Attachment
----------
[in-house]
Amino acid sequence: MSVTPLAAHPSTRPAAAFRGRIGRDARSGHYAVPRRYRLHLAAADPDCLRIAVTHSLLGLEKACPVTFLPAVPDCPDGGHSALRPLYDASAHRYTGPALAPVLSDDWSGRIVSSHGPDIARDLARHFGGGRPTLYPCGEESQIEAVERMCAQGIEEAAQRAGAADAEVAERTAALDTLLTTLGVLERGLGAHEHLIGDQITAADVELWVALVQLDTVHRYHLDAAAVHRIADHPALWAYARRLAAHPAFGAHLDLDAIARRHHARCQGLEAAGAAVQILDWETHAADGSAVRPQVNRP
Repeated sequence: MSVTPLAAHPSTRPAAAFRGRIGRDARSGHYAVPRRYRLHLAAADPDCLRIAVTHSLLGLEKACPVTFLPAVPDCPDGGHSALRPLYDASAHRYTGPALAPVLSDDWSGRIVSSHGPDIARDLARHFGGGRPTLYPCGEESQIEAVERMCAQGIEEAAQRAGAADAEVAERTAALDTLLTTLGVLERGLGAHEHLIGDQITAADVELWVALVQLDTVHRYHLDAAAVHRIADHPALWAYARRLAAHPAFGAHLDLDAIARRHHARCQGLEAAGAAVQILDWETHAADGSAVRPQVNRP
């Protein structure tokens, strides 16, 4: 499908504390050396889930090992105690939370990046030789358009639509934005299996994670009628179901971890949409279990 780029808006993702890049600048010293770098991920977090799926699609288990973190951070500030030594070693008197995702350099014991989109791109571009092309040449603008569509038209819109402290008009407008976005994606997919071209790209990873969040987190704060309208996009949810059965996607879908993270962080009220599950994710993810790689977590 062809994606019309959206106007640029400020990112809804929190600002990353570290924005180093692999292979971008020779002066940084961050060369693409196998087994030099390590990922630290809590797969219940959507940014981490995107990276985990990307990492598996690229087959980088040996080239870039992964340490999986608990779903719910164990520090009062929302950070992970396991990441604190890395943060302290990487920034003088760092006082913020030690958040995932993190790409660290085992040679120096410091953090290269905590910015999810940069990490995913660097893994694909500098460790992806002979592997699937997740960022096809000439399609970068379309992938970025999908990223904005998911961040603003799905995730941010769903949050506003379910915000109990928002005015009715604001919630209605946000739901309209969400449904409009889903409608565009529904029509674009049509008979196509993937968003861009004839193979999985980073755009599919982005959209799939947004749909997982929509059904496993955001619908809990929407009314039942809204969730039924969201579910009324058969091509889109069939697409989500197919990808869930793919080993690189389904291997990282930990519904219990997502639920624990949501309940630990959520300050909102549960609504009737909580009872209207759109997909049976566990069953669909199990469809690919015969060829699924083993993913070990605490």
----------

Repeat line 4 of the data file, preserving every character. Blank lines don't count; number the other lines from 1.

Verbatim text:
């Protein structure tokens, strides 16, 4: 499908504390050396889930090992105690939370990046030789358009639509934005299996994670009628179901971890949409279990 780029808006993702890049600048010293770098991920977090799926699609288990973190951070500030030594070693008197995702350099014991989109791109571009092309040449603008569509038209819109402290008009407008976005994606997919071209790209990873969040987190704060309208996009949810059965996607879908993270962080009220599950994710993810790689977590 062809994606019309959206106007640029400020990112809804929190600002990353570290924005180093692999292979971008020779002066940084961050060369693409196998087994030099390590990922630290809590797969219940959507940014981490995107990276985990990307990492598996690229087959980088040996080239870039992964340490999986608990779903719910164990520090009062929302950070992970396991990441604190890395943060302290990487920034003088760092006082913020030690958040995932993190790409660290085992040679120096410091953090290269905590910015999810940069990490995913660097893994694909500098460790992806002979592997699937997740960022096809000439399609970068379309992938970025999908990223904005998911961040603003799905995730941010769903949050506003379910915000109990928002005015009715604001919630209605946000739901309209969400449904409009889903409608565009529904029509674009049509008979196509993937968003861009004839193979999985980073755009599919982005959209799939947004749909997982929509059904496993955001619908809990929407009314039942809204969730039924969201579910009324058969091509889109069939697409989500197919990808869930793919080993690189389904291997990282930990519904219990997502639920624990949501309940630990959520300050909102549960609504009737909580009872209207759109997909049976566990069953669909199990469809690919015969060829699924083993993913070990605490």